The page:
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Long Exposure Photography Tips

The long exposure is a useful technique for night photography. Long exposures can produce stunning effects and have an ethereal quality. A tripod is the most important tool you’ll need, as well as a DSLR camera that can take long exposures.

1 Photographing the Ferris Wheel

Photographing a Ferris wheel at night requires that you move closer and use a wide-angle lens. Set your camera on a tripod to frame the image. We want all elements to be sharp so we choose a small aperture, ranging from f/11 to f/32. You can set your camera to Manual or TV (Shutter Priority), and choose a shutter speed that corresponds to the speed of the Ferris wheel. To avoid touching or jiggling your camera, you should use the self-timer on the camera or a cable release to take the picture. The result will have a lot of light trails against the black sky but the center beams that hold it will be sharp.

2 Making Star Trails

Long exposures on starry nights can create beautiful light trails thanks to the earth’s rotation and the stars. A focal point of interest, such as an old tree, is the best way to frame your image. Set your camera on a tripod, and aim the lens at infinity. To eliminate camera shake, you will need a cable release. This will make your photo look AWFUL. For best results, set the camera to B Bulb mode. To open the shutter, press the remote. To keep digital noise to a minimum, you should set your ISO at 100. After the desired exposure time has passed, release the shutter and depress the remote once more. These exposures may last from 15 minutes to several hours.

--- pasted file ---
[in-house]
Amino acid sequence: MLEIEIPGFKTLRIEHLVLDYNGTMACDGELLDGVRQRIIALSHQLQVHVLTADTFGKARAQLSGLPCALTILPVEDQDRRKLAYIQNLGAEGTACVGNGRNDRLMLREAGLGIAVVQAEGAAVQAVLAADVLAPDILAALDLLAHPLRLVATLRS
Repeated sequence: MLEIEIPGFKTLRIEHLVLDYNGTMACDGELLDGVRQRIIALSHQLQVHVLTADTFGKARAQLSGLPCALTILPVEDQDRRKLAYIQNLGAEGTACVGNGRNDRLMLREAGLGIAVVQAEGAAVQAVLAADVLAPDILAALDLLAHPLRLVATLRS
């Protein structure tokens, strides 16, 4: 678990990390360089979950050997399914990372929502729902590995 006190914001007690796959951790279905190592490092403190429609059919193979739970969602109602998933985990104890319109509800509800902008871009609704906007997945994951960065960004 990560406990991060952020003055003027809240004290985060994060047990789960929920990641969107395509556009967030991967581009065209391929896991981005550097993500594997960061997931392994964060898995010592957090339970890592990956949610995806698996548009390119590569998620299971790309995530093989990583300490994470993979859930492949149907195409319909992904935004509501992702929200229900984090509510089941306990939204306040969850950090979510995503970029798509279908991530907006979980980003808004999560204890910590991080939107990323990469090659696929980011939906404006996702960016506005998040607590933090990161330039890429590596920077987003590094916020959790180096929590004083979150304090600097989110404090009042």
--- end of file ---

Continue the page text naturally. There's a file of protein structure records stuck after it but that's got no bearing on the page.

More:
3 Stunning Light Trails

The stunning effects of traffic headlight and taillight trails are amazing and a great way for people to become familiar with long exposure times. Choose a busy street with lots of traffic at night. Place the tripod on the ground and ensure that the camera has a clear view of the area. For a deeper field and a more focused image, use a smaller aperture (f/16) to get a better depth of field. Exposure time is a key factor in how many lines appear.

4 Blurry Sea Waters

The golden hour, the final hour before the sun sets, is the best time to capture the dramatic view of the ocean and sky. Night photography is simple. Place the camera on a tripod and use a wide-angle lens that has the smallest aperture. Focus to infinity. For a longer exposure, turn the mode dial to Bulb or Manual shooting mode. Use a slow shutter speed (between 5 and 30 seconds) The water will appear more misty the longer you expose it. To blur the image, use your camera’s auto-timer or a cable release. Flash can ruin the image’s effect so don’t use it.

5 How to determine exposure

Depending on the factors, the exposure time of your nighttime image will vary. The shutter speed will be slower if there is lots of ambient light. If you’re shooting in very dark conditions, the shutter speed should be slower. A tripod is required to capture light trails. For the image of Houses of Parliament, a shutter speed of 6 seconds was required. This is enough time to capture traffic trails. The building was sharpened by the f/8 aperture. You will be more able to achieve the desired effect if you practice.

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